Recently, I spent Shabbat at Kibbutz Tzuba which is nestled in the Judean Hills. Tzuba is also the home of URJ Heller High, where Reform Jewish students live and study during a semester in Israel. Tzuba is a remarkably beautiful place that exudes the spirit of the classic kibbutz experience.
That morning, the students experienced something extraordinary that is far more common in Israel than most people know. We hiked from the hotel down to an ancient spring. We walked for about 20 minutes, wandering past the kibbutz apple orchards and other agricultural areas. The weather was perfect for hiking and it was delightful to watch the students schmoozing together as they walked. The “spring” is a known hiking destination and the kibbutz has built stone benches and a cover to provide shade.
The volume of the group’s singing and prayer hardly reflected its small size. Led by two talented and thoughtful students, everyone participated in Shabbat worship in this perfect, reflective natural setting. As our service continued, I noticed different groups passing by. Out of the corner of my eye, I saw several people standing, watching us with some curiosity.
I walked over and introduced myself to them, a secular family from a neighbouring town out celebrating Shabbat by hiking together. When they heard the beautiful music and voices (their words!), they followed the sound. I explained a bit about our high school, the students, and what they do in Israel for the semester. The family was moved by students spending a semester in Israel and touched spiritually as they watched them Shabbat. This was this family’s introduction to Reform Judaism in Israel and they were excited to learn about options beyond Orthodox and secular.
When I turned back toward the students, I noticed another, different group sitting nearby. Five or six teenage girls dressed in long sleeves and long skirts sat in a circle on the ground, about 25 yards from us. They were clearly Orthodox and must have been staying at the kibbutz hotel for the weekend. They didn’t approach us, nor did they ask me about the group. At the same time, they didn’t leave the area as Kinneret played the guitar nor while other students took pictures. (According to halachah, or Jewish law, both activities are prohibited on Shabbat.) Neither did the girls did not yell at or curse the group, as happened when we joined Women of the Wall for prayer at the Kotel (Western Wall). They just sat and carried on their quiet conversation.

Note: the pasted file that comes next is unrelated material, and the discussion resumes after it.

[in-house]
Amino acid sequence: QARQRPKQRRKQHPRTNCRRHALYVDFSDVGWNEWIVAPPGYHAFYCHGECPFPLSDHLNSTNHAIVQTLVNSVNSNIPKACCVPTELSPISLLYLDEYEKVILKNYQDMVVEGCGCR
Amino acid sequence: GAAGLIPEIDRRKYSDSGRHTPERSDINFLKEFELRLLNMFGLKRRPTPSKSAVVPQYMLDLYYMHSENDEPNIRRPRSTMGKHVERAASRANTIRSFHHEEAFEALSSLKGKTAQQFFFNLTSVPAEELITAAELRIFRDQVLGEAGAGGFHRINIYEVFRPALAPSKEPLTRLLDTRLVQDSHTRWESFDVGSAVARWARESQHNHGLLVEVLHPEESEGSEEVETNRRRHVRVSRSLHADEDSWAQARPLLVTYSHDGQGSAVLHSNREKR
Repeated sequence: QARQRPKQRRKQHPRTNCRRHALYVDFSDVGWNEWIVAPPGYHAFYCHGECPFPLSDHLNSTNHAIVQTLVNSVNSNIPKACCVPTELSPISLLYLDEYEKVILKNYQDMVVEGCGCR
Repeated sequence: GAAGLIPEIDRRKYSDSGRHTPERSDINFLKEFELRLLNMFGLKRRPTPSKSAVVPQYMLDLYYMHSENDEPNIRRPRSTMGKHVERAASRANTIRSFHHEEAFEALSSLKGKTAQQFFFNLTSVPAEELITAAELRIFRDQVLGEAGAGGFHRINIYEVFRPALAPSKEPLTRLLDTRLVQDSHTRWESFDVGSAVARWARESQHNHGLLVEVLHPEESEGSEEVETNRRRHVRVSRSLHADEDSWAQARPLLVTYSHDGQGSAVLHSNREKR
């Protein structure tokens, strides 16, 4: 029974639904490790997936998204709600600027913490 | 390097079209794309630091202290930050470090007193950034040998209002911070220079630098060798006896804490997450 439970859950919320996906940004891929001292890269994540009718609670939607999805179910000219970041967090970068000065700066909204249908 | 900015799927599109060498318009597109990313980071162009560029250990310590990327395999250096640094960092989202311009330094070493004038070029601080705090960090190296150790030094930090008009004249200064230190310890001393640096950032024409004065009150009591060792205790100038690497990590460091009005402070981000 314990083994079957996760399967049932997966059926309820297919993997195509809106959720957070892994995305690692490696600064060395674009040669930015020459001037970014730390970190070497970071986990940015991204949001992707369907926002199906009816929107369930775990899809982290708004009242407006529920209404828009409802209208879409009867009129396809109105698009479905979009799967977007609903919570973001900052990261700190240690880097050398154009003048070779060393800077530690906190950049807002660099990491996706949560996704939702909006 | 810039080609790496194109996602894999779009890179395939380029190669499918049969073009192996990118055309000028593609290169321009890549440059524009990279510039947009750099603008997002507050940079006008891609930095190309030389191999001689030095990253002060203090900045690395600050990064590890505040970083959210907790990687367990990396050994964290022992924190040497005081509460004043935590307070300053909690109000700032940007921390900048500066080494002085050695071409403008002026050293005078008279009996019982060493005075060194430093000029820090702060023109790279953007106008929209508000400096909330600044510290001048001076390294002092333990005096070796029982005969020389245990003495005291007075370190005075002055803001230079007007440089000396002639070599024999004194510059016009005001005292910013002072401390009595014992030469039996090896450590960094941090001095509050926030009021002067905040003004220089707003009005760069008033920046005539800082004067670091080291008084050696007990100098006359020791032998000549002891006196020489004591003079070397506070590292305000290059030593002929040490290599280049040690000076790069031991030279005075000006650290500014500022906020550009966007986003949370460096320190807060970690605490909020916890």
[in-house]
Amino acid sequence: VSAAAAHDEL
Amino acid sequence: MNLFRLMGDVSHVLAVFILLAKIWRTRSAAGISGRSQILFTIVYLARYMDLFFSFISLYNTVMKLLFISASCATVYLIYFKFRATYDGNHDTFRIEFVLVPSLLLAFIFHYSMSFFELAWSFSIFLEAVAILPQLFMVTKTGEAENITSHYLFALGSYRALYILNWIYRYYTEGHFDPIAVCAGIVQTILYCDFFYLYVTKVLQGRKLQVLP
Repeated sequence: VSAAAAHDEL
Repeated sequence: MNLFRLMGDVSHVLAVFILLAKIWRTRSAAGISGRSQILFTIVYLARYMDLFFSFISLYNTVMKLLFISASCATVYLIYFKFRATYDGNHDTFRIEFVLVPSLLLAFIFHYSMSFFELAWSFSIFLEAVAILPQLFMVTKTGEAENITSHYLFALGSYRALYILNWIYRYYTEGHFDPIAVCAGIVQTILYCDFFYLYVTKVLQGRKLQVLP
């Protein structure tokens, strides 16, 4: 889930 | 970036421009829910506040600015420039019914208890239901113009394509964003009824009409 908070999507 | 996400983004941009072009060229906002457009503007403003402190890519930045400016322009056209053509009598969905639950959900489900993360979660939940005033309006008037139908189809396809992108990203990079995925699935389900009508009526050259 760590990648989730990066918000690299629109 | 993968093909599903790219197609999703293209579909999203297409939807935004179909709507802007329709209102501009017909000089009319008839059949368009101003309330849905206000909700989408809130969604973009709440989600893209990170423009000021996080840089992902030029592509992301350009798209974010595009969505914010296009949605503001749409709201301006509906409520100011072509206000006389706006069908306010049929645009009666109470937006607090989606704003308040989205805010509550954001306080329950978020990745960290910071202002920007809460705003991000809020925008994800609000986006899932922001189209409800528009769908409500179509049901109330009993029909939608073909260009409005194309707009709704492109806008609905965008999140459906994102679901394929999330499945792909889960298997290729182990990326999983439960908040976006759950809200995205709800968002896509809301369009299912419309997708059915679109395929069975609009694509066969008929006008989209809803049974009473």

We hiked back to the kibbutz, arriving just in time for Shabbat lunch. As we went through the line to get food, the Israeli Arab employees of the dining hall greeted us with calls of “Shabbat shalom!” and asked the students about their day. Yunis, one of the dining hall employees, and I chatted about a few different topics – the weather, religious practice, America. At the end of our conversation, he wished me a “Shabbat shalom” and I responded “Salam Alaikum (Peace to you)” in my limited Arabic.
We live in a world in which people with different perspectives find it difficult, if not impossible, to be in the same space, let alone talk with one another. On that particular Shabbat, we found ourselves holding our morning service in a beautiful setting, sharing it with both a secular family and a group of religious girls staying at the hotel. Afterward, we spent time with the Israeli Arab employees of the kibbutz.
With so much focus on what divides us, it is important to note what unites us. Although the four groups – the family, our students, the girls, and the kitchen employees – were observing differently, we were, in fact, all observing Shabbat in the same space and at the same time. Such occurrences – which happen frequently in Israel – create sacred space and increase the Divine Presence in the world. Ensuring our students experience these sacred moments is a key part of the Heller High mission, and one of the things that motivates me – and makes me proud – to be part of their semester in Israel.
Rabbi Loren Sykes lives in Jerusalem, Israel, where he is the principal of URJ Heller High.
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